This article is from the Water for coffee FAQ, by Jim Schulman with numerous contributions by others.
The alt.coffee archives have answered almost all my coffee
questions. However, the coverage on water problems seemed a little
less than complete. So I'm adding this bit of research as a small
repayment for all the help I've gotten here. It's too long to read in
one sitting, so copy and peruse it at your leisure. Headings and
subheadings are in block capitals; you can find what you need by
scrolling through. There are several tables, so use a fixed pitch
This is not meant to be the authoritative word on water
quality for coffee, I don't have nearly the expertise for that. I'm
hoping to acquaint readers with enough information and sources so that
we can argue water matters as proficiently as other coffee issues.
There are bound to be mistakes in here, so I welcome all corrections.
This FAQ covers the effect of minerals in natural waters on
coffee taste and coffee makers. It has four sections. The long first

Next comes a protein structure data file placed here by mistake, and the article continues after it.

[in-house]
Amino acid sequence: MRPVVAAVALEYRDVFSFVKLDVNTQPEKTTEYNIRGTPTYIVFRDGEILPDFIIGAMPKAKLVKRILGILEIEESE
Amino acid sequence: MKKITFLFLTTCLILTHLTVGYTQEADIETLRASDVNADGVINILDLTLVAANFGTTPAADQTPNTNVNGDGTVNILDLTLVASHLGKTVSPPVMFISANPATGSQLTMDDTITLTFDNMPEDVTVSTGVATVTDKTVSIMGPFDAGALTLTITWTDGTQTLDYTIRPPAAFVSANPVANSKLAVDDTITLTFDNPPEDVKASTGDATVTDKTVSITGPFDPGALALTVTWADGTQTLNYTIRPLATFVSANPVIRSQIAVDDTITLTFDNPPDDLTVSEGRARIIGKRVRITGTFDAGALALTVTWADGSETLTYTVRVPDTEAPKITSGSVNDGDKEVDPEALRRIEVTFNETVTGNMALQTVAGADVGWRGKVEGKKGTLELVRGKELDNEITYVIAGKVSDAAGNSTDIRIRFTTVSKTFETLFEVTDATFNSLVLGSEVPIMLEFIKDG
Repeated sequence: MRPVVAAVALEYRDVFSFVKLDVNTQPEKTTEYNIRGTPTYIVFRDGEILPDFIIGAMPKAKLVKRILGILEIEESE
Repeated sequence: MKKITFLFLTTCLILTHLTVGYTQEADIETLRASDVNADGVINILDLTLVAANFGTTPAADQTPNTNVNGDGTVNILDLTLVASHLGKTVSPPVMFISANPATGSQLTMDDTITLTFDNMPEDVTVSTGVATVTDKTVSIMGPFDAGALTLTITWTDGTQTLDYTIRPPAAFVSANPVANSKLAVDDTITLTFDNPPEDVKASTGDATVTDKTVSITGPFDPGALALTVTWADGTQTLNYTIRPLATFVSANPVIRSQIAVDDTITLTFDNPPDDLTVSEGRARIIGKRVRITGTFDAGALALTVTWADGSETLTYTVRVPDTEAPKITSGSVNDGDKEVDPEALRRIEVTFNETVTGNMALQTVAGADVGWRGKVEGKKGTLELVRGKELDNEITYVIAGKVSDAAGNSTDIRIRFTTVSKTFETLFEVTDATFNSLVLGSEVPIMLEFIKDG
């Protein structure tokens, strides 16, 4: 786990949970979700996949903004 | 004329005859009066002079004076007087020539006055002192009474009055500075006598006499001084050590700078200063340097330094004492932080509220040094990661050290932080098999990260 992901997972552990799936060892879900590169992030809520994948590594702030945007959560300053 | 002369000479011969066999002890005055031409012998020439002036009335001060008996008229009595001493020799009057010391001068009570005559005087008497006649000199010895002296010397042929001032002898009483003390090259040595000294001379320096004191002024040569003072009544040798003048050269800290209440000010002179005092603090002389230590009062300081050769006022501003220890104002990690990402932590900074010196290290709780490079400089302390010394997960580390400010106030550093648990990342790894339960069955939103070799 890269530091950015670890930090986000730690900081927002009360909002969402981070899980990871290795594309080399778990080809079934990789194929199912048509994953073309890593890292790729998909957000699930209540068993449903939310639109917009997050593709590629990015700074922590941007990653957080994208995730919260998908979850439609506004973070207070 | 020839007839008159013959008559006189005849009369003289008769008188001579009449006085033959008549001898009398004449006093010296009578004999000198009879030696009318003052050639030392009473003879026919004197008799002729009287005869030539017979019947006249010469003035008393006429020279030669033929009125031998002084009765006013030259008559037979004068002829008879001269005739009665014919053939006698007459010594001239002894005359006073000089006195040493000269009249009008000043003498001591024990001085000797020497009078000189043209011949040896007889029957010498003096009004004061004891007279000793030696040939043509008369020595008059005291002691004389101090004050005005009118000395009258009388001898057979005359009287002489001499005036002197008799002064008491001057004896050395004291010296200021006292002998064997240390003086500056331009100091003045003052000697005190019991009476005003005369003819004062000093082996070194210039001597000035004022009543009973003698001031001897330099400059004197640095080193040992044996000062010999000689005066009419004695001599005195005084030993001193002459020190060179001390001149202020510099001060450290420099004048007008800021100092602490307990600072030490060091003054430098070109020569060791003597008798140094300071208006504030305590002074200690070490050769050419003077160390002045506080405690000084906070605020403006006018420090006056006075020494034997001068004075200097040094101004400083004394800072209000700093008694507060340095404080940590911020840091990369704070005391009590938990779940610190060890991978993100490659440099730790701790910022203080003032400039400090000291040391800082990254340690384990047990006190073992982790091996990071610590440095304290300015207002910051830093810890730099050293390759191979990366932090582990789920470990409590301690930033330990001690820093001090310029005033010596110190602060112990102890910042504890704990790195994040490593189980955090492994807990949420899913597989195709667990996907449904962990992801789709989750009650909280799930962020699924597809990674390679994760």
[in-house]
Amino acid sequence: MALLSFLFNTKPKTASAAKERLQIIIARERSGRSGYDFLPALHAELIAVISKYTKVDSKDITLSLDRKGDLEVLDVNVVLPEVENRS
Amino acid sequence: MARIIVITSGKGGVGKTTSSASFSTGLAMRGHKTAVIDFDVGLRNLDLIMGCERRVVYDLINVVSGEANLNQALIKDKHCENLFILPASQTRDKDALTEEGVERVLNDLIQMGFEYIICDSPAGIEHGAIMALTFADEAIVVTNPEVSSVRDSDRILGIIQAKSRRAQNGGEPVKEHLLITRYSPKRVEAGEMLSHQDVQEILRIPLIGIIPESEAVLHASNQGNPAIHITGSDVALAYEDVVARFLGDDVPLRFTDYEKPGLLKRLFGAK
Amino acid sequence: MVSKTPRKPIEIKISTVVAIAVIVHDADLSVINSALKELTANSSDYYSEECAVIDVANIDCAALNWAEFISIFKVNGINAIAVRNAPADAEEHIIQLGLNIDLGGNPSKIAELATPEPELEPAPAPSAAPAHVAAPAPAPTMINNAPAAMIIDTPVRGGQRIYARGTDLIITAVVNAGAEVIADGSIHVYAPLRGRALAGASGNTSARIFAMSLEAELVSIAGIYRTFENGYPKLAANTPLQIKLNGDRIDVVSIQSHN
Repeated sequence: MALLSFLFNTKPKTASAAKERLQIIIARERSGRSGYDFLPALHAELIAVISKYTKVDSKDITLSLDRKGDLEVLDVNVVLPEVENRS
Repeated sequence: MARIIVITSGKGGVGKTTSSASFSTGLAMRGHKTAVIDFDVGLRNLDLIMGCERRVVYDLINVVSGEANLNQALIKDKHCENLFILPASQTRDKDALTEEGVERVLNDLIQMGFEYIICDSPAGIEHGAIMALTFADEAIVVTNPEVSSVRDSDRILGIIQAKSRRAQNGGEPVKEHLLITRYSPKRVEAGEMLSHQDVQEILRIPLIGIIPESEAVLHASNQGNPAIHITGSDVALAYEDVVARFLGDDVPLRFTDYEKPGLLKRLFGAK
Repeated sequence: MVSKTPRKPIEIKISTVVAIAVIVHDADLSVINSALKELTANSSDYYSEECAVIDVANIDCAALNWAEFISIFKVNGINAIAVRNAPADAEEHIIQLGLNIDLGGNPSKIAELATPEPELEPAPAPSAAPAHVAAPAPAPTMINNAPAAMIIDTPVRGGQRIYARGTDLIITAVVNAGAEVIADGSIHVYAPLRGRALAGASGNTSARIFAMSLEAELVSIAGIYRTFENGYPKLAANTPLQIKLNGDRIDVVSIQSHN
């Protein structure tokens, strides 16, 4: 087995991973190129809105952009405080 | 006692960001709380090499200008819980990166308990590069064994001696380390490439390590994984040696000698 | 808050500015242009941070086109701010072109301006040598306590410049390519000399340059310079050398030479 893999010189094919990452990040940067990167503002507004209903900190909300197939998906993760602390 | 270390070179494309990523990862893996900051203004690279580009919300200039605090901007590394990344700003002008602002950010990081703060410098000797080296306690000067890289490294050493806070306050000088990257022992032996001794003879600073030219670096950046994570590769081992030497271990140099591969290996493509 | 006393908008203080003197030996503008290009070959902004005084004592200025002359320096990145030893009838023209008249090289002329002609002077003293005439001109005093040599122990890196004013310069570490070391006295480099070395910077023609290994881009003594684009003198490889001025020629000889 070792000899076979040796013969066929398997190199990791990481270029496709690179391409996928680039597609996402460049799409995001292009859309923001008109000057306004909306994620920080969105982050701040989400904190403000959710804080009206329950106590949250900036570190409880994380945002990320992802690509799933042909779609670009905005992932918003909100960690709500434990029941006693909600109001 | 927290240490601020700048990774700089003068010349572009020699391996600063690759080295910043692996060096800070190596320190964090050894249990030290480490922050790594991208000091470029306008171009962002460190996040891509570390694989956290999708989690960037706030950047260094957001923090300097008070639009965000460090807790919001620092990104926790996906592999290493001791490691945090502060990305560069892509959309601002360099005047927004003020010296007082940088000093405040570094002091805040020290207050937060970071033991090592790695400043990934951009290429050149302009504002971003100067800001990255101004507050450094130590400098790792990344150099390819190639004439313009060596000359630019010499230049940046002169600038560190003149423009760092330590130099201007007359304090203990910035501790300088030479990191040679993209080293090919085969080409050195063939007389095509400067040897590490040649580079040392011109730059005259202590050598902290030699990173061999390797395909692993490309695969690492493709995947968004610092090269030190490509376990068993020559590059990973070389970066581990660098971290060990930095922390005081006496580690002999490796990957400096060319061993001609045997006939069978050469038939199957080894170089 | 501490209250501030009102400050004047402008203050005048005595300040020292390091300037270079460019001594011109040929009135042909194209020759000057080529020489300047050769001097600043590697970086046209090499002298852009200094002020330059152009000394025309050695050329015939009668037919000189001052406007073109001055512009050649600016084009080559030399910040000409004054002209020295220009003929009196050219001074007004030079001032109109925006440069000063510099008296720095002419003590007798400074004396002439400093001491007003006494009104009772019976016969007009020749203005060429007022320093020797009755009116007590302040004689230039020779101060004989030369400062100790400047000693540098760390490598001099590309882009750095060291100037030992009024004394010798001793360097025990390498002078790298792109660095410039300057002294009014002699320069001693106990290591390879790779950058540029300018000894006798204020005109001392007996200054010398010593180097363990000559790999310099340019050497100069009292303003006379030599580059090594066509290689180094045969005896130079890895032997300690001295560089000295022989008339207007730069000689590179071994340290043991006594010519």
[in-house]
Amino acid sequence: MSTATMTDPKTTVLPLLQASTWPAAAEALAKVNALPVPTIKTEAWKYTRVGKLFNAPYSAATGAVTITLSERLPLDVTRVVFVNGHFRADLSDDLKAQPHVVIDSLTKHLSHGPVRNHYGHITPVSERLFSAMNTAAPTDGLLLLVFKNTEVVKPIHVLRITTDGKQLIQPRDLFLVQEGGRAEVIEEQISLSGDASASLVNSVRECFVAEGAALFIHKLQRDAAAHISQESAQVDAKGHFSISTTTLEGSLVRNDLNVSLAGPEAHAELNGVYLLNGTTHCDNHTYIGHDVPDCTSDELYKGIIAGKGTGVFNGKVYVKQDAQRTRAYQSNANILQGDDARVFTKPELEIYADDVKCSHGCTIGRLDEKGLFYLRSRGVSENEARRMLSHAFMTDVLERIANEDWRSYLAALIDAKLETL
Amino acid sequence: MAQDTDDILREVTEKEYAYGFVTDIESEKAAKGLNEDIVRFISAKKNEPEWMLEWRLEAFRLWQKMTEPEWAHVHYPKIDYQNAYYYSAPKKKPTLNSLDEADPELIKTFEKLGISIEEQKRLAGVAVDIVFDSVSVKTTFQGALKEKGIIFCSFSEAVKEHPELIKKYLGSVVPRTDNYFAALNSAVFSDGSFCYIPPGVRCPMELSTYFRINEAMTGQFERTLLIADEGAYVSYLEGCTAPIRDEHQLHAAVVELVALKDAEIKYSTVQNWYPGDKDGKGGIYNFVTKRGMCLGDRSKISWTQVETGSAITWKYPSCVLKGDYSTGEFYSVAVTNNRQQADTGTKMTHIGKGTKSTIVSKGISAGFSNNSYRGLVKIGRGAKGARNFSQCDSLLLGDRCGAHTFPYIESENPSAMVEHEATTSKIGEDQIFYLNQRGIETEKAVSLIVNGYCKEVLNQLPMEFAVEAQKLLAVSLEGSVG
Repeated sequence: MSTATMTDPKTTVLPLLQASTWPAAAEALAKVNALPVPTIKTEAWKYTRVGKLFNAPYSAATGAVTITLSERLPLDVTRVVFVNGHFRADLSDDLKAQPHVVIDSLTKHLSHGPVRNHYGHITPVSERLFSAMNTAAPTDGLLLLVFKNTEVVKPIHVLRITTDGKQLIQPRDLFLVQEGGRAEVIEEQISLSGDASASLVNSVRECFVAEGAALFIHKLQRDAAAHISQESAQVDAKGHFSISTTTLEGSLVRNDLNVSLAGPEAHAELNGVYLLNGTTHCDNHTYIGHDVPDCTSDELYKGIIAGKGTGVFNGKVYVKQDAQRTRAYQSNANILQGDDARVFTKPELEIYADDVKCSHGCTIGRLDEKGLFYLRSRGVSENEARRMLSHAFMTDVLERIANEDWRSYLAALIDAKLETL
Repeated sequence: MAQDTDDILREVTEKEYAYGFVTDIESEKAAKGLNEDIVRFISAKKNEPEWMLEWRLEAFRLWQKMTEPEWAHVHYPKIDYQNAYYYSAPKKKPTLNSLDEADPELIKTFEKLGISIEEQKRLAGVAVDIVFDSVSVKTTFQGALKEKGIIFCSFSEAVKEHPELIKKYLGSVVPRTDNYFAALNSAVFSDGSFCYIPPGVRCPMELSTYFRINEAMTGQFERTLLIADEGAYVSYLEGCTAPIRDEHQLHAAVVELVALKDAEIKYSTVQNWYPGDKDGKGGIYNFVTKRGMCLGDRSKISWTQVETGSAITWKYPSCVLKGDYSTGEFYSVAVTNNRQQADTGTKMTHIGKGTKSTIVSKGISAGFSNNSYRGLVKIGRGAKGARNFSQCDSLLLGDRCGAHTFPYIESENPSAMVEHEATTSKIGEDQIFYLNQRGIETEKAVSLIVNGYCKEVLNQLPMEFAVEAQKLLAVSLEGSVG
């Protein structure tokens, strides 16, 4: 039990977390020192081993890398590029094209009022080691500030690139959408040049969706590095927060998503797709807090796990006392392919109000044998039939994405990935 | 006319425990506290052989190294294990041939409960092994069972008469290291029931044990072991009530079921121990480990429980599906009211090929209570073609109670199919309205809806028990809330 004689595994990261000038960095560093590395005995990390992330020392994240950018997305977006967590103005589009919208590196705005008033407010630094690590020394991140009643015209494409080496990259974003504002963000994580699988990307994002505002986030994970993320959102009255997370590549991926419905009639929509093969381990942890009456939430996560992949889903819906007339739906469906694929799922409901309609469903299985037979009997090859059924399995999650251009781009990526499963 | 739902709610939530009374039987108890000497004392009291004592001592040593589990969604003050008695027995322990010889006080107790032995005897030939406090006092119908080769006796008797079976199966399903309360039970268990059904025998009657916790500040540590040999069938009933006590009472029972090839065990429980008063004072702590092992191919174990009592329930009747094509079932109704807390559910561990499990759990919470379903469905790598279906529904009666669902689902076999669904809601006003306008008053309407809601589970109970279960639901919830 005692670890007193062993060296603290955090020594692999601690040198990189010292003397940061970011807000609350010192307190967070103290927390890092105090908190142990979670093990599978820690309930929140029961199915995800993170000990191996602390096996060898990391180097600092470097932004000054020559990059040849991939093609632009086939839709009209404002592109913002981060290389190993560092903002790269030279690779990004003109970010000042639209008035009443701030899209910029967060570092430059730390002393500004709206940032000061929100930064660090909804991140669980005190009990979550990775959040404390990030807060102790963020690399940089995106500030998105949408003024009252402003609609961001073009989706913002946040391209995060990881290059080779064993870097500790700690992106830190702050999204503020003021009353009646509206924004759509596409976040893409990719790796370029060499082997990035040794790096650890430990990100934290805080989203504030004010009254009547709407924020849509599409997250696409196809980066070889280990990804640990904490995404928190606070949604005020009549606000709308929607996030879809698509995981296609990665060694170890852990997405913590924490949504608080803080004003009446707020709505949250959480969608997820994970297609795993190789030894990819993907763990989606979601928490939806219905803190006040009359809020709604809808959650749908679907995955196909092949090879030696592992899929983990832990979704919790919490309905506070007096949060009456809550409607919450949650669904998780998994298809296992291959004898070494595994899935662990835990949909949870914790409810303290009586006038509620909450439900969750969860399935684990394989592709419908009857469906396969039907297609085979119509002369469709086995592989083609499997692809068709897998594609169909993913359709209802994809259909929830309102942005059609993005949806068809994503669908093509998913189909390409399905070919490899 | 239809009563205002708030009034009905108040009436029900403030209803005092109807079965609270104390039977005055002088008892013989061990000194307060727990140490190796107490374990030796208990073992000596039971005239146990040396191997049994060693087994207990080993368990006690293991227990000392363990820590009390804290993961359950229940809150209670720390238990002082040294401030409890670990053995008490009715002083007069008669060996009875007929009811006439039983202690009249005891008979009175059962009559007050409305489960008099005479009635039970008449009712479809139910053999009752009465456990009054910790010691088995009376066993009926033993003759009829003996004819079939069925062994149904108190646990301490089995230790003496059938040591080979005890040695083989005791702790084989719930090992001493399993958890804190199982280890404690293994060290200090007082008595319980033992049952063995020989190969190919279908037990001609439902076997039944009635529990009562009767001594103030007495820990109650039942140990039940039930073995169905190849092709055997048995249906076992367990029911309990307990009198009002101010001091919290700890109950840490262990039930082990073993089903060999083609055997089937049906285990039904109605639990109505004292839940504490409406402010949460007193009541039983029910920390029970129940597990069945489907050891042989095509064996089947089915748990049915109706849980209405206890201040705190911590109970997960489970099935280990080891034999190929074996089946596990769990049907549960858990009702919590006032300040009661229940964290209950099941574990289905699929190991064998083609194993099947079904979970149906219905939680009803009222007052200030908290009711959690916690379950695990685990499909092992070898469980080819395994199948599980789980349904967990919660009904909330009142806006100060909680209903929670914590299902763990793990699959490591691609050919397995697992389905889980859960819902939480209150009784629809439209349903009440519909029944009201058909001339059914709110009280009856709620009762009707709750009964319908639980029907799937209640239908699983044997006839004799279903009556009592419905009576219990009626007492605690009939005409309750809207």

one explains how to measure scale related water properties and how to
estimate scaling rates in espresso machines based on these. The
second looks at water treatments. The third taste tests espressos made
with variously treated waters. The fourth puts together the
conclusions of the first three and outlines water treatment and
The FAQ does not discuss water impurities such as chlorine,
organic materials, or heavy metals, since they shouldn't be in any
drinking water, and since they're removed by all water bottlers,
reputable types of water filtration, and municipal water boards.
Municipal levels of chlorine are removed by charcoal filtration,
letting the water stand two hours, or heating it. If your waterboard
uses chloramines for disinfection, the water should be charcoal
filtered prior to taste sensitive food use, since these do not
dissipate on their own.